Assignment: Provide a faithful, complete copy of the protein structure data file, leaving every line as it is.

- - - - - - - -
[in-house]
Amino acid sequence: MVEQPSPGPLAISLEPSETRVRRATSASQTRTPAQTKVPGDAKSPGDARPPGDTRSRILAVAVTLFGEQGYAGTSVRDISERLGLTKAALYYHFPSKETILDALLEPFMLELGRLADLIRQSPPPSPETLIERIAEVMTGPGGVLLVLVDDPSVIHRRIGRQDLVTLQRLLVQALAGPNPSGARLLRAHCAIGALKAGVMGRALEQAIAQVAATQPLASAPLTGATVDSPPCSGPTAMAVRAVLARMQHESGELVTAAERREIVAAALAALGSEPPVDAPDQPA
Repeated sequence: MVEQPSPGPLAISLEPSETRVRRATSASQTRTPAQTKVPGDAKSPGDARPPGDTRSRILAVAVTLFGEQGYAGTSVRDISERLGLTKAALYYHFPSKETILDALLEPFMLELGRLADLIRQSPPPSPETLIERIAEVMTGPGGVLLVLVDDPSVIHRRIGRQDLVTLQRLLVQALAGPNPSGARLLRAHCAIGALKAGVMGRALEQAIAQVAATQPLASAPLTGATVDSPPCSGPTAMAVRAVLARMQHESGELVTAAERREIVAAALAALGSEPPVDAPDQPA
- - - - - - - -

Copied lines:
[in-house]
Amino acid sequence: MVEQPSPGPLAISLEPSETRVRRATSASQTRTPAQTKVPGDAKSPGDARPPGDTRSRILAVAVTLFGEQGYAGTSVRDISERLGLTKAALYYHFPSKETILDALLEPFMLELGRLADLIRQSPPPSPETLIERIAEVMTGPGGVLLVLVDDPSVIHRRIGRQDLVTLQRLLVQALAGPNPSGARLLRAHCAIGALKAGVMGRALEQAIAQVAATQPLASAPLTGATVDSPPCSGPTAMAVRAVLARMQHESGELVTAAERREIVAAALAALGSEPPVDAPDQPA
Repeated sequence: MVEQPSPGPLAISLEPSETRVRRATSASQTRTPAQTKVPGDAKSPGDARPPGDTRSRILAVAVTLFGEQGYAGTSVRDISERLGLTKAALYYHFPSKETILDALLEPFMLELGRLADLIRQSPPPSPETLIERIAEVMTGPGGVLLVLVDDPSVIHRRIGRQDLVTLQRLLVQALAGPNPSGARLLRAHCAIGALKAGVMGRALEQAIAQVAATQPLASAPLTGATVDSPPCSGPTAMAVRAVLARMQHESGELVTAAERREIVAAALAALGSEPPVDAPDQPA